On Wednesday, January 12, 2022, EFI Principal Melanie Kenderdine participated as a panelist in a webinar, “Critical Minerals: America’s Achilles’ Heel?” hosted by OurEnergyPolicy as part of its Energy Leaders Events Series. Kenderdine and fellow experts in energy technologies discussed the importance of metals and minerals for energy systems, what their mining means for the energy transition, and solutions for securing their supply chains.
Discussion Lead Sharon Burke, Founder and President of Ecospherics, began the conversation by introducing the challenges surrounding the United States’ reliance on imported minerals, which are crucial components of clean energy technologies, including solar panels, wind turbines, and lithium-ion batteries. To this, Kenderdine said, “When you look at a map of the world and our import dependence, there are actually 14 of these critical minerals that we are 100% import dependent on.” Kenderdine went on to add that currently 80% of our rare earth imports come from China, and as we transition to a clean energy future, rare earths become particularly important. She said this means we must be cognizant of the geostrategic implications of where those metals and minerals are located.
When asked about the importance of these materials for the energy transition and energy technologies, Kenderdine emphasized the need for more accessible information. “When you look at the data that are collected by both the IEA [International Energy Agency] and EIA [the U.S. Energy Information Administration], they are still pretty oil centric. They should start routinely collecting information on what we are talking about here today,” she said.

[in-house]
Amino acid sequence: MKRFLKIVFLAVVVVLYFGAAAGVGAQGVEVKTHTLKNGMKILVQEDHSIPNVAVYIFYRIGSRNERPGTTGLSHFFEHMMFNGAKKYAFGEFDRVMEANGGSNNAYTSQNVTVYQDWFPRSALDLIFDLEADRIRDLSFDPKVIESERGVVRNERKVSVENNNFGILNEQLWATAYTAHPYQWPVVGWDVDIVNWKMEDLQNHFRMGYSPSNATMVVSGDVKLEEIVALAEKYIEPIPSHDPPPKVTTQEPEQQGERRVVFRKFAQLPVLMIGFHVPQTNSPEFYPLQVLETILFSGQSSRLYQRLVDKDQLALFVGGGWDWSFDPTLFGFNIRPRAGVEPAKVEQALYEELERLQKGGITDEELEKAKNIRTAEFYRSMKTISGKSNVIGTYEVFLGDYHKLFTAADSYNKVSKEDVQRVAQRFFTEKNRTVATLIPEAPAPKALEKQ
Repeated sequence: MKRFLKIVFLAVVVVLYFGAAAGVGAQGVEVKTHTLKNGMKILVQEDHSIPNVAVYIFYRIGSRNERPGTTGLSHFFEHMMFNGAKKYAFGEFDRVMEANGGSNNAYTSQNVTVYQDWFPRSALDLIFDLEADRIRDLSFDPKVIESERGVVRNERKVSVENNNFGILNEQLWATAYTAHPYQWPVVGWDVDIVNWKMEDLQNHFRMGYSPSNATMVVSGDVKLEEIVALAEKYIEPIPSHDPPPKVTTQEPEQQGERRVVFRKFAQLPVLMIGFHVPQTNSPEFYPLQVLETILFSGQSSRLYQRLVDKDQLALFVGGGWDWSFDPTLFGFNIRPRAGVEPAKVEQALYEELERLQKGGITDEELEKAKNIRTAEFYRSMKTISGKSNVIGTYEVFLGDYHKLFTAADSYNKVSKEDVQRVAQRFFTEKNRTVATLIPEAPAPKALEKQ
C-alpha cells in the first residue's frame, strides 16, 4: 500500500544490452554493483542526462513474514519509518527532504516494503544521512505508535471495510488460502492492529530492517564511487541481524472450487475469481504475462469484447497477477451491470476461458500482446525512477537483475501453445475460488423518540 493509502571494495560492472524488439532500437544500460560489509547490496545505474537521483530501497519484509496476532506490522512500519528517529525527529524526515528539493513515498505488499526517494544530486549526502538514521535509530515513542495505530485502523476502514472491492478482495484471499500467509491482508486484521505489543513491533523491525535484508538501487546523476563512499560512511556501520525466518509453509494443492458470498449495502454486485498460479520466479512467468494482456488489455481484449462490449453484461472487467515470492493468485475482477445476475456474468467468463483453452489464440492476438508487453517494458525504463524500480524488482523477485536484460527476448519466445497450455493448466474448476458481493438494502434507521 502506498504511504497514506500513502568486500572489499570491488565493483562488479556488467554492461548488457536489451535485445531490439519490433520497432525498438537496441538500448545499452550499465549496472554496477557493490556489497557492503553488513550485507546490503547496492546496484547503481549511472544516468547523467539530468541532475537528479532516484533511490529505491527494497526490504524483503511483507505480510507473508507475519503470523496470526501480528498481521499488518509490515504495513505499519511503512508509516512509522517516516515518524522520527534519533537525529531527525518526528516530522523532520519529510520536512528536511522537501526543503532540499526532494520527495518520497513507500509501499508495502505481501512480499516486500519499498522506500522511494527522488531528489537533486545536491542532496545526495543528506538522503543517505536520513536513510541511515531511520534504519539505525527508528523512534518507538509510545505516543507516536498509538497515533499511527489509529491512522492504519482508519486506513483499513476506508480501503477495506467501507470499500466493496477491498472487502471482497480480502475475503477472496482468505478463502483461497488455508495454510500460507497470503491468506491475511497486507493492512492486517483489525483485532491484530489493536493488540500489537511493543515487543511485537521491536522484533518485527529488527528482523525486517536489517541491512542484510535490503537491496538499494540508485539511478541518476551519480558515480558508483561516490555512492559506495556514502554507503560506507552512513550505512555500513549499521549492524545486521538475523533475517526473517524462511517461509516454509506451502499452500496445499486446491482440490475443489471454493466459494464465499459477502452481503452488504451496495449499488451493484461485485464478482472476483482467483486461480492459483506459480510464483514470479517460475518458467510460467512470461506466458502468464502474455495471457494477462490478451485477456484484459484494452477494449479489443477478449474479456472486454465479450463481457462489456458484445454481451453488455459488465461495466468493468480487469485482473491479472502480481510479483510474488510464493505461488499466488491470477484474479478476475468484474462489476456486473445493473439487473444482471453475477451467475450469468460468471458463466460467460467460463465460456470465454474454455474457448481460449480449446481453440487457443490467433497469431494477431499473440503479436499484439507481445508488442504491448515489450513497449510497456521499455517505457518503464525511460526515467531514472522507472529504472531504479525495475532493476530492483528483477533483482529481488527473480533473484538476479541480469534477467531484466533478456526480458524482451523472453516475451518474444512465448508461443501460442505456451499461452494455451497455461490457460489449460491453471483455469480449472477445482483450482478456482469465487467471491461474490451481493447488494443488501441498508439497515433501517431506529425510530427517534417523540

The panelists discussed supply chain security and how it is deeply fragmented and not as simple as understanding massive commodities. “We tend to think of energy security in fuels,” Kenderdine explained. However, she said in the case of critical minerals, energy security is more reliant on capital costs and technology life spans: “How long does a grid-scale battery last?…The life span of these technologies defines the draw on the metals and minerals.” She further emphasized the need for an accurate perception of those technology life spans.
Panelists also discussed President Biden’s new critical minerals strategy: diversifying supply, developing substitutes, and improving reuse and recycling. Kenderdine advised that recycling and reuse should be prioritized first because finding alternatives for metals and minerals in energy technologies will take considerable time and infrastructure. Burke added that minerals have a recycling potential that differs from traditional fuels. “When you burn oil, it is expended, but when you use nickel in a battery it is not,” Burke said.
Looking to the future, Kenderdine mentioned that we might start seeing a ripple effect from the European Union’s (EU’s) Carbon Border Adjustment Mechanism (CBAM), which will be fully operational by 2026. The CBAM will put a carbon price on imports, helping to account for emissions in supply chains and ensuring that EU emissions reductions contribute to global emissions reductions rather than pushing carbon-intensive production to other countries. “Emissions from the supply chain and emissions from global shipping are included in no country’s NDC [nationally determined contribution],” Kenderdine said. “[They are] only about 3% of total global emissions, but with all these countries moving to net zero, things like 3% become very important.” Kenderdine urged.
The other two panelists participating in the webinar were Morgan Brazilian (Director, Payne Institute, Colorado School of Mines) and Aaron Thiele (Legislative Assistant, Energy and Natural Resources, Office of Senator Lisa Murkowski).
— Karla Salazar
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